The MOS transistor (MOSFET) is the workhorse of the microelectronic revolution. It is estimated that there are currently over 1 billion transistors per human being in the world. Part of the MOS transistor's success lies in its very small size (you can fit 1,000 of them within the width of a human hair!), part lies on some amazing things this device can do. However, the descriptions of MOS transistors in basic electronics courses cannot begin to do justice to this device. If you want to really know how the MOSFET operates, and how to model it, you need to study it carefully and systematically. This course will help you do just that.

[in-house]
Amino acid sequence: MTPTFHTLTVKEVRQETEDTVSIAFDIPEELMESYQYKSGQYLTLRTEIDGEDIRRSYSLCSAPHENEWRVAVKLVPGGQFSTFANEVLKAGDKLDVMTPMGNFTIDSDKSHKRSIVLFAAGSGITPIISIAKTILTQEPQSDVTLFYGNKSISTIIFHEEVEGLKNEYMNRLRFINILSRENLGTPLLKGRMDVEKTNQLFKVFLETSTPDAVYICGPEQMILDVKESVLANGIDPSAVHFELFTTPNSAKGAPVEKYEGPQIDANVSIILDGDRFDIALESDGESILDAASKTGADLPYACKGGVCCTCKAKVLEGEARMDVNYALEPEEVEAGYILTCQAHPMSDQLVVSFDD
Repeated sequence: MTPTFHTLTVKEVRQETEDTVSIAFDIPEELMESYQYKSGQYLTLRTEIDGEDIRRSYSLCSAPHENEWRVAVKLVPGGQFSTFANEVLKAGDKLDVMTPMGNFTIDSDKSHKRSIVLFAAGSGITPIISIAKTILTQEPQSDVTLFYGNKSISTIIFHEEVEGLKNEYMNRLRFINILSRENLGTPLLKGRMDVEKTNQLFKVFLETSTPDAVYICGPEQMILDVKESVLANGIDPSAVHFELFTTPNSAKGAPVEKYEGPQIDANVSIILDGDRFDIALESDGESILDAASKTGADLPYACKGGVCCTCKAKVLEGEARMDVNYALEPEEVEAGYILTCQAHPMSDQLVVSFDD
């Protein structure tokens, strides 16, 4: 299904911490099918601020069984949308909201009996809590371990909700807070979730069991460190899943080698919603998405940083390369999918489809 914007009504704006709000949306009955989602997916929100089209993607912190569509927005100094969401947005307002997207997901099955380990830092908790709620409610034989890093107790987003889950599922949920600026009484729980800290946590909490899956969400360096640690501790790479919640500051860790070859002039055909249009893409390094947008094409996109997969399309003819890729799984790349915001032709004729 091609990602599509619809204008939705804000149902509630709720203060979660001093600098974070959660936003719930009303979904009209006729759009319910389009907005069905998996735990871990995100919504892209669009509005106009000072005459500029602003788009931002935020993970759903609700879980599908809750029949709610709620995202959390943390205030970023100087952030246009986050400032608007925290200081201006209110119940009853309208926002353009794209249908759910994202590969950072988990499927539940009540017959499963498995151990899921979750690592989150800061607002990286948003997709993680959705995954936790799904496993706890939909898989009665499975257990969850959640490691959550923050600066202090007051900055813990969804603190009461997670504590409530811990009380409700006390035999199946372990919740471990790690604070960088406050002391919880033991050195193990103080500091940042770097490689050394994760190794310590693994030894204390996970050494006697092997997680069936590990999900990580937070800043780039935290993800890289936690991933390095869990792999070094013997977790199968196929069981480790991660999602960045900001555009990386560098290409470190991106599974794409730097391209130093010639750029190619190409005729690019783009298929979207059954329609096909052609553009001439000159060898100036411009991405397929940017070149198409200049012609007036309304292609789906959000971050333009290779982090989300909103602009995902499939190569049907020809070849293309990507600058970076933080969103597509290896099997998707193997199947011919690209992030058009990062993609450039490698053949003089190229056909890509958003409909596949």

The course starts with a review of basic physical principles, and expands into a detailed treatment of MOS transistor phenomena, in a logical and systematic fashion, enhanced by intuitive discussions. We discuss a hierarchy of models - from the simple to the sophisticated - clearly identifying the connections between them, and encompassing many aspects of modeling, including dc, large-signal transient operation, quasi-static operation, non-quasi-static operation, small-signal operation, noise, and structural effects. We discuss the concepts on which the most popular CAD (computer-aided design) MOS transistor models are based.